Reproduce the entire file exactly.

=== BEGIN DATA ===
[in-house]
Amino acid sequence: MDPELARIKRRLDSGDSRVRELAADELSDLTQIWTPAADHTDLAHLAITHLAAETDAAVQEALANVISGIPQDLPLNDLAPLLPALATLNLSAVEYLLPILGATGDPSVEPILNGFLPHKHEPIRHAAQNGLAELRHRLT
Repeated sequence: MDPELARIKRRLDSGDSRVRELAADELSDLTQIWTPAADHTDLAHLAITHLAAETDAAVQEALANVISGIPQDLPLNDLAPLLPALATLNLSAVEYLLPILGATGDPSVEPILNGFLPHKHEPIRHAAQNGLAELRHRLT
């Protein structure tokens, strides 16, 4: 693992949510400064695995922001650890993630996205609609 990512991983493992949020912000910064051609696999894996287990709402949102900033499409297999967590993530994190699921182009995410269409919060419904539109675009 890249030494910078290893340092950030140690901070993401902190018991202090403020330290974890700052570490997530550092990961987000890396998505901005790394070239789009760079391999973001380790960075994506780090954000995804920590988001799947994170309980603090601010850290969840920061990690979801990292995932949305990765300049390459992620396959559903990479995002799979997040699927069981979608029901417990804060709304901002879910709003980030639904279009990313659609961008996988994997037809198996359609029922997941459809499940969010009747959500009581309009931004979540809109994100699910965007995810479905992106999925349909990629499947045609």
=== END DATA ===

[in-house]
Amino acid sequence: MDPELARIKRRLDSGDSRVRELAADELSDLTQIWTPAADHTDLAHLAITHLAAETDAAVQEALANVISGIPQDLPLNDLAPLLPALATLNLSAVEYLLPILGATGDPSVEPILNGFLPHKHEPIRHAAQNGLAELRHRLT
Repeated sequence: MDPELARIKRRLDSGDSRVRELAADELSDLTQIWTPAADHTDLAHLAITHLAAETDAAVQEALANVISGIPQDLPLNDLAPLLPALATLNLSAVEYLLPILGATGDPSVEPILNGFLPHKHEPIRHAAQNGLAELRHRLT
């Protein structure tokens, strides 16, 4: 693992949510400064695995922001650890993630996205609609 990512991983493992949020912000910064051609696999894996287990709402949102900033499409297999967590993530994190699921182009995410269409919060419904539109675009 890249030494910078290893340092950030140690901070993401902190018991202090403020330290974890700052570490997530550092990961987000890396998505901005790394070239789009760079391999973001380790960075994506780090954000995804920590988001799947994170309980603090601010850290969840920061990690979801990292995932949305990765300049390459992620396959559903990479995002799979997040699927069981979608029901417990804060709304901002879910709003980030639904279009990313659609961008996988994997037809198996359609029922997941459809499940969010009747959500009581309009931004979540809109994100699910965007995810479905992106999925349909990629499947045609």